Aah I'm late.

Monday, May 25

Cool

The Modders Are Restless

Cities:Skylines, with a little tweaking.

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Sunday, May 24

Geek

So I Was Wondering

Note to self: Implement auto-save, dammit.

I already knew that LMDB supported multiple values per key.  Reading the docs last week, I noticed that values within a key were stored in sorted order.  This evening, I was wondering if it were possible to seek to a particular value within a key.

It is.

This is neat.  It means you can use LMDB as an engine to implement a two-dimensional database like Cassandra, or a data structure server like Redis, with the elements of lists, sets, and hashes individually addressable.

Plus the advantage that unlike Redis, it can live on disk and have B-tree indexes rather than just a hash table.  (Though of course Redis has the advantage of predictable performance - living in memory and accessed directly, it's very consistent.)

The other big advantage of LMDB (for me, anyway) is that it natively supports multiple processes - not just multiple threads, but independent processes - handling transactions and locking automatically.  I love Python, but it has what is known as the Global Interpreter Lock - while you can have many threads, only one of them can be executing Python code at any time.  The other threads can be handling I/O, or calling C libraries that don't access shared data, but can't actually be running your code at the same time.

That puts a limit on the performance of any single Python application, and breaking out into multiple processes means you need to find a way to share data between those processes, which is a lot more fiddly than it is with threads.

LMDB don't care.  Thread, process, all the same, just works.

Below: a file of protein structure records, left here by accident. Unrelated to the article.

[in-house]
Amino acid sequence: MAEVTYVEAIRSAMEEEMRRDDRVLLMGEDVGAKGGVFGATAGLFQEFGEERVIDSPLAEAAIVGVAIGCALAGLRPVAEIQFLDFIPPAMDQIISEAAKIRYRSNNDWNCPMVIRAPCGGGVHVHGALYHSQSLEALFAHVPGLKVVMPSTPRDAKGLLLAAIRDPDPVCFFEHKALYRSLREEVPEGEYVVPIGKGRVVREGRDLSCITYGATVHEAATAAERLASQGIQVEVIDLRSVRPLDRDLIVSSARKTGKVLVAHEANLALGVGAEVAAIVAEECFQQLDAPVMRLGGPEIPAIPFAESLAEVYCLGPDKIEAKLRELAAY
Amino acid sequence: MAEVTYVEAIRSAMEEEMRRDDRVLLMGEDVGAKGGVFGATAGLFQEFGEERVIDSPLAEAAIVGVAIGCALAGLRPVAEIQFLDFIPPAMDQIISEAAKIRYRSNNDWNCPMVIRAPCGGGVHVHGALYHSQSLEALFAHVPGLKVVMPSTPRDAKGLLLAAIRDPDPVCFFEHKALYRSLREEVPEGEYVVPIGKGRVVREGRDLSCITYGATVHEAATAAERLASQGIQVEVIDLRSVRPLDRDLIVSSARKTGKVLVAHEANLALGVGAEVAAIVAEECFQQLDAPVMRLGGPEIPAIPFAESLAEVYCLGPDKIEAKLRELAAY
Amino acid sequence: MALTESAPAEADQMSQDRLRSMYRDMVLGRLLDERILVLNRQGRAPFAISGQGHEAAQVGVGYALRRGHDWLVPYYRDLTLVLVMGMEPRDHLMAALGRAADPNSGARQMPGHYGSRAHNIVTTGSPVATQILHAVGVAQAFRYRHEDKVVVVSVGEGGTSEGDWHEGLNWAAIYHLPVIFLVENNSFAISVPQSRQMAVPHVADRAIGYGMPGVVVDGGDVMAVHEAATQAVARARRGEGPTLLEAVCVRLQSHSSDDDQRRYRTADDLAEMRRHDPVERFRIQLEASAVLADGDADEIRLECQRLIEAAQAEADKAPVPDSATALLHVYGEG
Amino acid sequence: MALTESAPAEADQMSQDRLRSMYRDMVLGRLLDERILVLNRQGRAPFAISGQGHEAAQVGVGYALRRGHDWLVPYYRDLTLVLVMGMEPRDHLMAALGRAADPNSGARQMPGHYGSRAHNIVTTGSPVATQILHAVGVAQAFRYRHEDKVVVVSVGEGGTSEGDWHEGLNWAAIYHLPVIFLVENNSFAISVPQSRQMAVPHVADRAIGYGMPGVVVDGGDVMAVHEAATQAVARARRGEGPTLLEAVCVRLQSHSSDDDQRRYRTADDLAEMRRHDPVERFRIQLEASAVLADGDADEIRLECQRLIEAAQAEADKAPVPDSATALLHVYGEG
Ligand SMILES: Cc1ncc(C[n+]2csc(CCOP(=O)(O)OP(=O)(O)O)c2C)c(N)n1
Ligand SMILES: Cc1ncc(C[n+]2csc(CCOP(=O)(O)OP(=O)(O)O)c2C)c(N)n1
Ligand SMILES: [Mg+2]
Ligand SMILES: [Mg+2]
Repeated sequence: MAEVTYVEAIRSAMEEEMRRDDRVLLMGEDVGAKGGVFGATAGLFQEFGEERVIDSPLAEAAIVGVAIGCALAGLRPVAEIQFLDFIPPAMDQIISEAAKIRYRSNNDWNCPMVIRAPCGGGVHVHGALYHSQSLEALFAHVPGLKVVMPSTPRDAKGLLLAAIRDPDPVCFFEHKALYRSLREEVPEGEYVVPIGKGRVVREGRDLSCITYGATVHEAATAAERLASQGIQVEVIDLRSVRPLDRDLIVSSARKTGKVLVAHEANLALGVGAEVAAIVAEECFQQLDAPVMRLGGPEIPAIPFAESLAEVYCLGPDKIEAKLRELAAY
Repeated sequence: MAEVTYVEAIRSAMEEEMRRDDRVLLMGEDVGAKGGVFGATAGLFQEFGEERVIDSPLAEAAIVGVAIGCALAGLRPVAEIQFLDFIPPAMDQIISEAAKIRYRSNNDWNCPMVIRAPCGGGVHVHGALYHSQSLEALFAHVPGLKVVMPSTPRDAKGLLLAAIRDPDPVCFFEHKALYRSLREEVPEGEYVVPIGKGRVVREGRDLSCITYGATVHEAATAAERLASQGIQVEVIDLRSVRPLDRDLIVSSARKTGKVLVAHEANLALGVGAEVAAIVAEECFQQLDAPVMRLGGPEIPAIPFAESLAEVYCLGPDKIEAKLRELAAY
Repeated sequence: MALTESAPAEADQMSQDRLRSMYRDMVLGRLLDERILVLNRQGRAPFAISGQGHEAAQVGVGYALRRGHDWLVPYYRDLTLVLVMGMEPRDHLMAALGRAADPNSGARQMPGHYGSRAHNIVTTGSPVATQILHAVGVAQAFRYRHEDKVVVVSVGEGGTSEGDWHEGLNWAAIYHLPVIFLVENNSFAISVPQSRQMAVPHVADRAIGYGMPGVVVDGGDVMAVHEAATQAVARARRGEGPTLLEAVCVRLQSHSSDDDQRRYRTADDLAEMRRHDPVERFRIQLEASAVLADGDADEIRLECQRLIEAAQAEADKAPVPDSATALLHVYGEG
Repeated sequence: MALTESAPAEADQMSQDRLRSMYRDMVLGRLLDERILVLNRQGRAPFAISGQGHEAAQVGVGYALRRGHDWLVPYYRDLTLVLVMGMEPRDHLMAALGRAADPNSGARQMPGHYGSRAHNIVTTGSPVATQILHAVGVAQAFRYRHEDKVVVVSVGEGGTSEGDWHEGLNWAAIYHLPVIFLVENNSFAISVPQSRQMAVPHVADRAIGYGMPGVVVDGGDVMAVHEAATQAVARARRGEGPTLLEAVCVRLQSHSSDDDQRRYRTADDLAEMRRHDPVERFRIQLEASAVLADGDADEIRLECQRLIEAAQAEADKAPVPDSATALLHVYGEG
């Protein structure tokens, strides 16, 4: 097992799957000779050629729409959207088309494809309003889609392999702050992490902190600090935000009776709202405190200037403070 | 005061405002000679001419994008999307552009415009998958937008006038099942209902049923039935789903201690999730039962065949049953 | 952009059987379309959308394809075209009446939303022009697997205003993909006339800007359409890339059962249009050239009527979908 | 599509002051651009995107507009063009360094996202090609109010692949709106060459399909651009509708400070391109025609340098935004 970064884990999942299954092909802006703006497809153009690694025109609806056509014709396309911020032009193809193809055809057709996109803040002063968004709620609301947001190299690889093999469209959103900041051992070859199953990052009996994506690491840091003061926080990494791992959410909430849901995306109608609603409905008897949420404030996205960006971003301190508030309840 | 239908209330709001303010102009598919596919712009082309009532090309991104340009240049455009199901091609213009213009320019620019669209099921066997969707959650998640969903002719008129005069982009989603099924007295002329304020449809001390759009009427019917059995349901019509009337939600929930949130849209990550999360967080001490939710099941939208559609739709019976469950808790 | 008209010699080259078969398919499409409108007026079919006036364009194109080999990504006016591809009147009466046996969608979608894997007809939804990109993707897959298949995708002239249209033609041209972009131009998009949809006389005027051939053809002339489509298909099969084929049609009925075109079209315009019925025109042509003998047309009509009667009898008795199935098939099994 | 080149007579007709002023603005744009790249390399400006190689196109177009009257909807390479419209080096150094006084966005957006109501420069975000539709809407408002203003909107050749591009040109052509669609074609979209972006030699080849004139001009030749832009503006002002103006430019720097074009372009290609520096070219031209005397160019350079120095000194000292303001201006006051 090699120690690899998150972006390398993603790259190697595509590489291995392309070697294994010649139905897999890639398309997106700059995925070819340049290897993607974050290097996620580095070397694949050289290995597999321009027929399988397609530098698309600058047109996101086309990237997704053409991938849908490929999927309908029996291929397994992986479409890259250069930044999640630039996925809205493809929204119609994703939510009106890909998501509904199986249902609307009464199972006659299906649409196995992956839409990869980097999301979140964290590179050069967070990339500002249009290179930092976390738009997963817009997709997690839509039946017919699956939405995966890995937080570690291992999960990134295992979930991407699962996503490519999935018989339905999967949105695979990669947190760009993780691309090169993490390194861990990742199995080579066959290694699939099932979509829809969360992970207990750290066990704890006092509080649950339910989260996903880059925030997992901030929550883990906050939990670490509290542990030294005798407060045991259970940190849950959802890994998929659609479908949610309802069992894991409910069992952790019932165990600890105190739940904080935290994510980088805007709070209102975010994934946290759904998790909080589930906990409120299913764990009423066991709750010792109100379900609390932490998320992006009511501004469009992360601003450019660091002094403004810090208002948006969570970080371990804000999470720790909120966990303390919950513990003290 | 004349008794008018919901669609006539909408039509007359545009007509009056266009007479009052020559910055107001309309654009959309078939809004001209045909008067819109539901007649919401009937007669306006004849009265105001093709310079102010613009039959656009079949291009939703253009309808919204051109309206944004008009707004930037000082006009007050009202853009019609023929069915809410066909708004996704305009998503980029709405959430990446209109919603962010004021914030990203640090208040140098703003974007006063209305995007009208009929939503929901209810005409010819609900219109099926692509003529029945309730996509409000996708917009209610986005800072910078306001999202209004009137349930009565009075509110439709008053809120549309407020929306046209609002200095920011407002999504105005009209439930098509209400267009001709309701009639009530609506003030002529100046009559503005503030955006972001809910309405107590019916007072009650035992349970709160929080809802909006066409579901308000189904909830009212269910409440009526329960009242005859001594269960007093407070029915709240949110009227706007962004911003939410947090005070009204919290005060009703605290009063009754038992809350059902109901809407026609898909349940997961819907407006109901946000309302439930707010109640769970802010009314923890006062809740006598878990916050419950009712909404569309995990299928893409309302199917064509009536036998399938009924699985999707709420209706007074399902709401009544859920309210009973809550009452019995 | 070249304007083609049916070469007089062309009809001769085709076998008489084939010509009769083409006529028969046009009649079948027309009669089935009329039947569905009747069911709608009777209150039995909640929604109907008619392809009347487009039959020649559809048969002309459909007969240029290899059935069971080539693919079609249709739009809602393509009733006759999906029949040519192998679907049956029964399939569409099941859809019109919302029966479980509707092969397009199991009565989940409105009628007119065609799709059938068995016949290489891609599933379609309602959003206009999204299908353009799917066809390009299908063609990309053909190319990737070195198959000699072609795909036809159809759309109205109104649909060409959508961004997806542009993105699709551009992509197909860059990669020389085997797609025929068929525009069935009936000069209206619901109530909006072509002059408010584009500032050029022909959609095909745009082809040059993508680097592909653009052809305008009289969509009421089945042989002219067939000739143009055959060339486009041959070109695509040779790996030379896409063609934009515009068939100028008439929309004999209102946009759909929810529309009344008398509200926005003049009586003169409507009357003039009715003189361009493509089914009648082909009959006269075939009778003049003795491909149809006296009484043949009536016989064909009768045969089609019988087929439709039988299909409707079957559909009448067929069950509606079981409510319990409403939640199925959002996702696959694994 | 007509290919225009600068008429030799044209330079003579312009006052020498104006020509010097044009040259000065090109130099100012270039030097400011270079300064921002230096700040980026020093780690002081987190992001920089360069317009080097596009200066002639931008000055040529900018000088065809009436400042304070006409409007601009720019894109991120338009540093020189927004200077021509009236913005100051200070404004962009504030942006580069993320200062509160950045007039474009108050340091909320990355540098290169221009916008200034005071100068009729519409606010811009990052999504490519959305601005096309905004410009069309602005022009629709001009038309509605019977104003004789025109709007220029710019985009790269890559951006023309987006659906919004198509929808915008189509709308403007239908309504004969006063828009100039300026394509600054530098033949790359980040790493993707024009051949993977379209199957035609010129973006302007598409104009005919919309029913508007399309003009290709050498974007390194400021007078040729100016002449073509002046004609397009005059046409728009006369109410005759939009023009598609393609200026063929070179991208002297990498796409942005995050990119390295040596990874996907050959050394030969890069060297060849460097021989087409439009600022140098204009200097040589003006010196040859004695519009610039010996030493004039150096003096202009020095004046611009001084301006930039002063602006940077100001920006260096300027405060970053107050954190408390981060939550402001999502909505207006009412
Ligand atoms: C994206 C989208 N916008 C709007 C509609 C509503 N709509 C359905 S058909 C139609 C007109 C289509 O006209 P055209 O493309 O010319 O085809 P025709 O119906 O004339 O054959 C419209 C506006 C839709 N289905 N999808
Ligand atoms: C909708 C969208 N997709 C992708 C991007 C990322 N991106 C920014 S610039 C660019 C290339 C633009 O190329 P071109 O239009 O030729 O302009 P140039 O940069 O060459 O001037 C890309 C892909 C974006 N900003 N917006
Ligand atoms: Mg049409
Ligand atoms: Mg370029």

Neat.

It does have limitations - it's a single-writer/multiple-reader design, so it will only scale so far unless you implement some sort of sharding scheme on top of it.  But I've clocked it at 100,000 transactions per second, and a million bulk writes per second, so it's not bad at all.

Admittedly that was with the write safety settings disabled, so  server crash could have corrupted my database.  But my main use for LMDB is as a smart distributed data structure cache, so if one node dies it can just be flushed and restarted.  In practical use, as a robust database, the numbers are somewhat lower (though with a smart RAID controller you should still be able to do pretty well).

It also supports a rather nice hot backup facility, where the backup format is either a working LMDB database ready to go (without needing to restore) or a cdbmake format backup (which is plain text if you're using JSON for keys and values), and it can back up around 1GB per second - if you have the I/O bandwidth - and only about 20% slower if the database is in heavy use at the time.

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Posted by: Pixy Misa at 01:08 AM | Comments (1) | Add Comment | Trackbacks (Suck)
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Friday, May 22

Geek

A Few Of My Favourite Things

Once I got past the segfaults, anyway.  You should be using these things.

MongoDB 3.0 (not earlier versions, though)
Elasticsearch (though their approach to security is remarkably ass-backwards)
LZ4 (and its friend, LZ4_HC)
LMDB and its magical set_range_dup

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Ai Shinozaki

Posted by: Pixy Misa at 05:10 PM | Comments (10) | Add Comment | Trackbacks (Suck)